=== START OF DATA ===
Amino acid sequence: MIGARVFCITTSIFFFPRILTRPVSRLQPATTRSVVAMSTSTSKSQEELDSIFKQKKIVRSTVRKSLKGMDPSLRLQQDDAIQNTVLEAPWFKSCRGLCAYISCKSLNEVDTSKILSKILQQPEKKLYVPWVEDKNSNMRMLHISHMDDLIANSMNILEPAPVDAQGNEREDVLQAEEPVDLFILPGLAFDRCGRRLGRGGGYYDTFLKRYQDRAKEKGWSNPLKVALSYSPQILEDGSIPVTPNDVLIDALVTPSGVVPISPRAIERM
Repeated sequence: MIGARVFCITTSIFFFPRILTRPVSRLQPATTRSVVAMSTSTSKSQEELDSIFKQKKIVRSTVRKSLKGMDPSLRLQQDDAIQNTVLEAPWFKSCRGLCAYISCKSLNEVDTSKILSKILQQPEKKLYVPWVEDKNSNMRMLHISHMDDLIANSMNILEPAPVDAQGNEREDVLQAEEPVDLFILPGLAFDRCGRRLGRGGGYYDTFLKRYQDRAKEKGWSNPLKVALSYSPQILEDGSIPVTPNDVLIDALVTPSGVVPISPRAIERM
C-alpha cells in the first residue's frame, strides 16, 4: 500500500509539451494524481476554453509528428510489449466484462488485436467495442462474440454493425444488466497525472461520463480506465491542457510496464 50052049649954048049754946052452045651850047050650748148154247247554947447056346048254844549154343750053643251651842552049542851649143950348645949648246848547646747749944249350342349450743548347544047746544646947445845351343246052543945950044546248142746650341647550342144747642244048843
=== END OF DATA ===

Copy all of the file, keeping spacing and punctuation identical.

Amino acid sequence: MIGARVFCITTSIFFFPRILTRPVSRLQPATTRSVVAMSTSTSKSQEELDSIFKQKKIVRSTVRKSLKGMDPSLRLQQDDAIQNTVLEAPWFKSCRGLCAYISCKSLNEVDTSKILSKILQQPEKKLYVPWVEDKNSNMRMLHISHMDDLIANSMNILEPAPVDAQGNEREDVLQAEEPVDLFILPGLAFDRCGRRLGRGGGYYDTFLKRYQDRAKEKGWSNPLKVALSYSPQILEDGSIPVTPNDVLIDALVTPSGVVPISPRAIERM
Repeated sequence: MIGARVFCITTSIFFFPRILTRPVSRLQPATTRSVVAMSTSTSKSQEELDSIFKQKKIVRSTVRKSLKGMDPSLRLQQDDAIQNTVLEAPWFKSCRGLCAYISCKSLNEVDTSKILSKILQQPEKKLYVPWVEDKNSNMRMLHISHMDDLIANSMNILEPAPVDAQGNEREDVLQAEEPVDLFILPGLAFDRCGRRLGRGGGYYDTFLKRYQDRAKEKGWSNPLKVALSYSPQILEDGSIPVTPNDVLIDALVTPSGVVPISPRAIERM
C-alpha cells in the first residue's frame, strides 16, 4: 500500500509539451494524481476554453509528428510489449466484462488485436467495442462474440454493425444488466497525472461520463480506465491542457510496464 50052049649954048049754946052452045651850047050650748148154247247554947447056346048254844549154343750053643251651842552049542851649143950348645949648246848547646747749944249350342349450743548347544047746544646947445845351343246052543945950044546248142746650341647550342144747642244048843